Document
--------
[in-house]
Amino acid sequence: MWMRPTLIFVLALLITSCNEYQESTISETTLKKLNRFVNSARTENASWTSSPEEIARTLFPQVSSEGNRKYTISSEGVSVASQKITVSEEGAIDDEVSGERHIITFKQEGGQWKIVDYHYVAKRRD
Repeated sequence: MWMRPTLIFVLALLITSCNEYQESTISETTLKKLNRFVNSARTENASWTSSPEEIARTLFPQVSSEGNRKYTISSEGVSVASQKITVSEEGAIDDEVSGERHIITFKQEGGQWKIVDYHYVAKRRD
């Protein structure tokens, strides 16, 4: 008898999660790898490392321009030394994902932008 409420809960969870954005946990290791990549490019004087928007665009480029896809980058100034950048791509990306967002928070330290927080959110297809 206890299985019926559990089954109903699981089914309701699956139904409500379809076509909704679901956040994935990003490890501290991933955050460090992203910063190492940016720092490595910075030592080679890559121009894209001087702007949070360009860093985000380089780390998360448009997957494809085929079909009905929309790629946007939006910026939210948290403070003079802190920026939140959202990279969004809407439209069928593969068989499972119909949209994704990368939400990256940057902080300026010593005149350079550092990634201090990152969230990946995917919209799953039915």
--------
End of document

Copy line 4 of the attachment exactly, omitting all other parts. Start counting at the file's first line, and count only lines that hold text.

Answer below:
């Protein structure tokens, strides 16, 4: 008898999660790898490392321009030394994902932008 409420809960969870954005946990290791990549490019004087928007665009480029896809980058100034950048791509990306967002928070330290927080959110297809 206890299985019926559990089954109903699981089914309701699956139904409500379809076509909704679901956040994935990003490890501290991933955050460090992203910063190492940016720092490595910075030592080679890559121009894209001087702007949070360009860093985000380089780390998360448009997957494809085929079909009905929309790629946007939006910026939210948290403070003079802190920026939140959202990279969004809407439209069928593969068989499972119909949209994704990368939400990256940057902080300026010593005149350079550092990634201090990152969230990946995917919209799953039915």